The end result of the WTA system is that the top vote-getter receives all of the Commonwealth's electors, and the other candidates receive no electors. This is true regardless of whether the winning candidate earns a majority or a mere plurality of the popular vote. See Mass. Gen. Laws ch. 54, § 118 (requiring governor and secretary of state to collect names of presidential electors who receive more than one-fifth of entire number of votes cast for electors and deeming the highest vote-getter the winner). And it applies regardless of whether the candidate wins by a large margin or a slim one. See id.

         The plaintiffs allege that the WTA system weakens the influence of Massachusetts voters in presidential elections. They claim that the WTA system leads candidates to focus disproportionate attention on “battleground” states that represent only 35 percent of eligible voters nationwide. In addition, they allege that the WTA system facilitates outside interference in presidential elections because a small number of voters in predictable battleground states exert undue influence over the presidential election results.

         DISCUSSION

         I. Standing

         Moving to dismiss pursuant to Fed.R.Civ.P. 12(b)(1), the defendants' attack the plaintiffs' standing to bring this case. To satisfy standing, “[t]he party invoking federal jurisdiction bears the burden of establishing [three] elements.” Lujan v. Defs. of Wildlife, 504 U.S. 555, 561 (1992). First, the plaintiff must have suffered an “injury in fact” -- that is, an invasion of a legally protected interest which is both “concrete and particularized, ” and “actual or imminent, ” as opposed to “conjectural or hypothetical.” Id. at 560. “Second, there must be a causal connection between the injury and the conduct complained of.” Id. “Third, it must be likely,' as opposed to merely ‘speculative,' that the injury will be ‘redressed by a favorable decision.'” Id. at 561 (quoting Simon v. Eastern Ky. Welfare Rights Org., 426 U.S. 26, 38, 43 (1976)).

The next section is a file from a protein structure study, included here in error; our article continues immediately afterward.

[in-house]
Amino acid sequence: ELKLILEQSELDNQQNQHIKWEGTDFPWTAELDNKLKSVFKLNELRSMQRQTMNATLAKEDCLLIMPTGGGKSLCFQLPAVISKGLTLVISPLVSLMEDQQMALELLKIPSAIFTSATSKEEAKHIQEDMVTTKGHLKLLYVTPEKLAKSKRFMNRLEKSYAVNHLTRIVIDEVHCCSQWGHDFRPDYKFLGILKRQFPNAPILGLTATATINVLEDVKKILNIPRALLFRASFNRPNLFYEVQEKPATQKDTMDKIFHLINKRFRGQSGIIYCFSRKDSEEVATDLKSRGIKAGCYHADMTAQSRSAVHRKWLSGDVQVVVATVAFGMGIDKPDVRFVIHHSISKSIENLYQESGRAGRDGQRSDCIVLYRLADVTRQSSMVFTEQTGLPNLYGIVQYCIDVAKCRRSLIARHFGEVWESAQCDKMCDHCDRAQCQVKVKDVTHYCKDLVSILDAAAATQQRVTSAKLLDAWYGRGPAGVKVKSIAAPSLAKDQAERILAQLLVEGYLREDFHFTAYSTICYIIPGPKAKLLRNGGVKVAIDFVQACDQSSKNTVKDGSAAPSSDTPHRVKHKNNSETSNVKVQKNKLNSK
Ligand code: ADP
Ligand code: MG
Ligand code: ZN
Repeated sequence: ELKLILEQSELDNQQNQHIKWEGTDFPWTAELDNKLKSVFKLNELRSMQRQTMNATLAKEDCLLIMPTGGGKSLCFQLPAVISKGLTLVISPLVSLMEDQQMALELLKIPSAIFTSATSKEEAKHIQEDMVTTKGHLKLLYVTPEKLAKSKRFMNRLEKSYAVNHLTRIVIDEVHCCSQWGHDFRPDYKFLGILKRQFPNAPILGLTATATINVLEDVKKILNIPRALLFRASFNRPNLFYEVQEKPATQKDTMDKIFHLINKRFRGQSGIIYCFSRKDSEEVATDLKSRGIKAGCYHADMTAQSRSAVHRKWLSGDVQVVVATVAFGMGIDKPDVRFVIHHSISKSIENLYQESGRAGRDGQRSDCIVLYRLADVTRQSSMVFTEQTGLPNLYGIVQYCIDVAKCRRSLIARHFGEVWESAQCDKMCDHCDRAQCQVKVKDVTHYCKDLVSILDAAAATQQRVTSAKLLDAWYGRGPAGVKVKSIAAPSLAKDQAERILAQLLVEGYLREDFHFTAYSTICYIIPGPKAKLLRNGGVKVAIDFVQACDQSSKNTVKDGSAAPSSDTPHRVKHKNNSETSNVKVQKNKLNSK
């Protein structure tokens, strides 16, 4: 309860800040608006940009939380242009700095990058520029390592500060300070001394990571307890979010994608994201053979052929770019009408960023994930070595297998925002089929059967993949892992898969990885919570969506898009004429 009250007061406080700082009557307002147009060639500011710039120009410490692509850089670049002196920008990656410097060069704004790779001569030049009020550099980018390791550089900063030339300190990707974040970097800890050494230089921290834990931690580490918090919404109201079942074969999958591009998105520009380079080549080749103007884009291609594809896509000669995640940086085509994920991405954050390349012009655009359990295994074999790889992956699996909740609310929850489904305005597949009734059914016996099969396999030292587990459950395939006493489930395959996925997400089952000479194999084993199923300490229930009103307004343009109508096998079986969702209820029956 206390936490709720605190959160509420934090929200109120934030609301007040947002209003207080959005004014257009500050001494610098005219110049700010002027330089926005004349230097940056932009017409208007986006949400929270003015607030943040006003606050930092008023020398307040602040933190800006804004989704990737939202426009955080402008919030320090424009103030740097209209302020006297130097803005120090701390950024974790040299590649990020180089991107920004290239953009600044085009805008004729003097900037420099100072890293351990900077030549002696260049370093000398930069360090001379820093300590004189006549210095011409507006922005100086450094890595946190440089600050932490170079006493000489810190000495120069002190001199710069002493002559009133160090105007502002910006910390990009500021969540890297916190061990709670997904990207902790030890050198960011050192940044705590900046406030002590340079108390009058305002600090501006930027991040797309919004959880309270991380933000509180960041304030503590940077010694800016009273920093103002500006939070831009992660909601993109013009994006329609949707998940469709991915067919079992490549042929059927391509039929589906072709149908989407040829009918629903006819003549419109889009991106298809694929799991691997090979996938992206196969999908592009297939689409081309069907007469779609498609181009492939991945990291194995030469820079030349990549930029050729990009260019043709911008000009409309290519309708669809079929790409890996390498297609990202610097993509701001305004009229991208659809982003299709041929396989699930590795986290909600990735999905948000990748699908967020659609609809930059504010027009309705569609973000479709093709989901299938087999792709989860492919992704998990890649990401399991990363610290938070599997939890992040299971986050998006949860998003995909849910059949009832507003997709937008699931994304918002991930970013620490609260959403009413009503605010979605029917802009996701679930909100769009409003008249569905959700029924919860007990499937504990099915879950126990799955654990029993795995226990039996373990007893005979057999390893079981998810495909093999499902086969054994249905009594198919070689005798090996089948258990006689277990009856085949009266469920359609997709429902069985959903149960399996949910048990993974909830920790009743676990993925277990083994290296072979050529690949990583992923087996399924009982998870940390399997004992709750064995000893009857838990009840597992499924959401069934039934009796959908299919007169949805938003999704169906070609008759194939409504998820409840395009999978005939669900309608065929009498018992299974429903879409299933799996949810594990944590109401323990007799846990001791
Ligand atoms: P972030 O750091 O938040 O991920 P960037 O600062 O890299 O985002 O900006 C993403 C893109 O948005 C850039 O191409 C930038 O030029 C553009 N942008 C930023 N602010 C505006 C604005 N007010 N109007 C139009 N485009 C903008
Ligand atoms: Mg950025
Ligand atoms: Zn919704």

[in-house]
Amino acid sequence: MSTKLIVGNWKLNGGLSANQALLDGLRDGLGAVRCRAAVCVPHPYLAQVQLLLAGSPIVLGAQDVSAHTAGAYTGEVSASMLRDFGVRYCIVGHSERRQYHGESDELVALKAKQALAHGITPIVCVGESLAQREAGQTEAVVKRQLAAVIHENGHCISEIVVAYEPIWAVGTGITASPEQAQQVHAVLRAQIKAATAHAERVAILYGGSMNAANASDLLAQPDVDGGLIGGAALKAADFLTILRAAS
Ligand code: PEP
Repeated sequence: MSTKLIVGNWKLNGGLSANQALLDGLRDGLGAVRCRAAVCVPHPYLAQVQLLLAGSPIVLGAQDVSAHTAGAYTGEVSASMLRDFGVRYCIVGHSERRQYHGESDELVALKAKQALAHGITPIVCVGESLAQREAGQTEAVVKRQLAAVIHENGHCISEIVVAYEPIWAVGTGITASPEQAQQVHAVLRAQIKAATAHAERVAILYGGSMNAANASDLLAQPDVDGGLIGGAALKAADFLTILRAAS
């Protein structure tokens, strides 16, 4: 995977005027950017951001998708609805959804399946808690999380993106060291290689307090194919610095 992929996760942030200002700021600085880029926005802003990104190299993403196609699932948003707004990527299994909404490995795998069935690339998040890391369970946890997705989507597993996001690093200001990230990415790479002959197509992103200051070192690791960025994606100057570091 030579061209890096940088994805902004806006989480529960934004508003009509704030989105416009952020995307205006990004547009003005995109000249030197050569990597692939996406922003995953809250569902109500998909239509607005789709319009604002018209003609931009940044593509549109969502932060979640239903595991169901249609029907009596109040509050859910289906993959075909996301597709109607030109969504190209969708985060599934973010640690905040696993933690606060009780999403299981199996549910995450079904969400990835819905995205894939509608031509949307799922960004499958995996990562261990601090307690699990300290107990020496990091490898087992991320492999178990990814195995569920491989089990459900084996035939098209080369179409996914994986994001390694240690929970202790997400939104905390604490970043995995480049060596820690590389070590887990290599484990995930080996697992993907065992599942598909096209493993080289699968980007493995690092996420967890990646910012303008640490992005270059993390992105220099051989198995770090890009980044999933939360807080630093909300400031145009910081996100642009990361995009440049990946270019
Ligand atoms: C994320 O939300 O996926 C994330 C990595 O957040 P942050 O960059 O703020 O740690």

In their brief, the defendants attacked two of these requirements: injury-in-fact and redressability. At oral argument, the parties agreed that the injury-in-fact analysis overlaps with the merits of the plaintiffs' constitutional claims. In other words, if WTA is unconstitutional, then the plaintiffs have suffered an injury-in-fact; otherwise, they have not. See Erwin Chemerinsky, Federal Jurisdiction § 2.3.2 (4th ed. 2003) (describing how, in some cases, “deciding whether there is an injury to a legally protected constitutional interest . . . requires inquiry into the merits of the case”).

         Accordingly, the Court will proceed directly to analyzing the plaintiffs' constitutional claims under the well-established standard for Fed.R.Civ.P. 12(b)(6). On a motion to dismiss under Rule 12(b)(6), the Court must analyze whether the complaint contains sufficient factual matter to state a claim to relief that is plausible on its face. Bell Atl. Corp. v. Twombly, 550 U.S. 544, 570 (2007); Ashcroft v. Iqbal, 556 U.S. 662, 678-79 (2009) .

         II. “One Person, One Vote” Claim

         The plaintiffs assert that Massachusetts's WTA system for allocating electors violates the “one person, one vote” principle. The defendants argue that this claim is foreclosed by binding Supreme Court precedent. They also argue that even without this precedent, the WTA system does not violate “one person, one vote” because it does ...